a sigma-delta converter to convert an analog signal input into a sigma-delta digital output at a sampling rate, the sigma-delta digital output having quantization errors;
an analog filter coupled to the sigma-delta converter to accept a noise-shaped analog signal from the sigma-delta converter, different from the digital output, and to attenuate signal components of the noise-shaped analog signal at a plurality of folding frequencies associated with another sampling rate, which is lower than the sampling rate, to produce a filtered output;
an analog-to-digital converter (ADC) directly coupled to an output of the analog filter to sample the filtered output of the analog filter at the another sampling rate to output an ADC digital output; and
an error-correction circuit to error-correct the sigma-delta digital output for transmission of the sigma-delta digital output by the antenna.
17. The system of claim 16 wherein the analog filter is configured to attenuate signal components of the noise-shaped analog signal only at or substantially near the plurality of the folding frequencies of the ADC.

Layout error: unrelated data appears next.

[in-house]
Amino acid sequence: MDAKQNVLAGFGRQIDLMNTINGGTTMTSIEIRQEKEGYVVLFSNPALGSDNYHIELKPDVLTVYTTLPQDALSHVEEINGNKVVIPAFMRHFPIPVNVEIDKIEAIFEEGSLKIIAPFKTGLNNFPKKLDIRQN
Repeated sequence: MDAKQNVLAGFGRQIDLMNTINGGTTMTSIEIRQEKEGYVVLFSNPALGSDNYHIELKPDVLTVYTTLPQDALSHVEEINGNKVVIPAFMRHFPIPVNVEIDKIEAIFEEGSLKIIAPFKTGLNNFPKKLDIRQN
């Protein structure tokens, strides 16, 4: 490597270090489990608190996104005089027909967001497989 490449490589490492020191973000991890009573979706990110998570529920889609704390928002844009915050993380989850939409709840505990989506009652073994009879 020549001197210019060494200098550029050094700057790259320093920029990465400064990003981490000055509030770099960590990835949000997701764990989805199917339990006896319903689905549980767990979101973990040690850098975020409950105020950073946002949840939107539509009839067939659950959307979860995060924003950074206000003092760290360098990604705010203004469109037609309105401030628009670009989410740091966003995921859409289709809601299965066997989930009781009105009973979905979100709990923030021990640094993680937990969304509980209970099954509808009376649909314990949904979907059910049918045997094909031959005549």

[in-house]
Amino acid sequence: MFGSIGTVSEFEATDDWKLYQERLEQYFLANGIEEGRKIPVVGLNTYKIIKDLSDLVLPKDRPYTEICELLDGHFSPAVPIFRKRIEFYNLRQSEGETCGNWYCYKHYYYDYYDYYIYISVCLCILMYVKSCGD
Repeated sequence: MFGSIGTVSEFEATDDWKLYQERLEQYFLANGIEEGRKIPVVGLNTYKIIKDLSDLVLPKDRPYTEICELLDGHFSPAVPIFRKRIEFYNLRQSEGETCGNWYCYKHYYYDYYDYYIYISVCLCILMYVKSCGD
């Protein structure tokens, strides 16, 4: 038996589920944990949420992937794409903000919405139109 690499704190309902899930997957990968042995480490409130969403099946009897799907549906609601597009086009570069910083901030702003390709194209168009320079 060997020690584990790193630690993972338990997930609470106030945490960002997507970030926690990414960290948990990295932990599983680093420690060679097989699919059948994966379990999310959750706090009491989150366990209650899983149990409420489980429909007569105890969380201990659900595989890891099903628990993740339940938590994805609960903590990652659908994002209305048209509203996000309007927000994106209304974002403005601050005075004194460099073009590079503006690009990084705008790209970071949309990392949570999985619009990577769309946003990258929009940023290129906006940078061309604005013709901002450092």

18. The system of claim 16 wherein the analog filter is an analog decimation filter.
19. The system of claim 18 further comprising a digital decimation filter coupled to the sigma-delta converter to down-sample the sigma-delta digital output to produce a down-sampled output and a digital subtractor to subtract the down-sampled output from the ADC digital output to produce a digital error signal approximating the quantization errors in the sigma-delta digital output.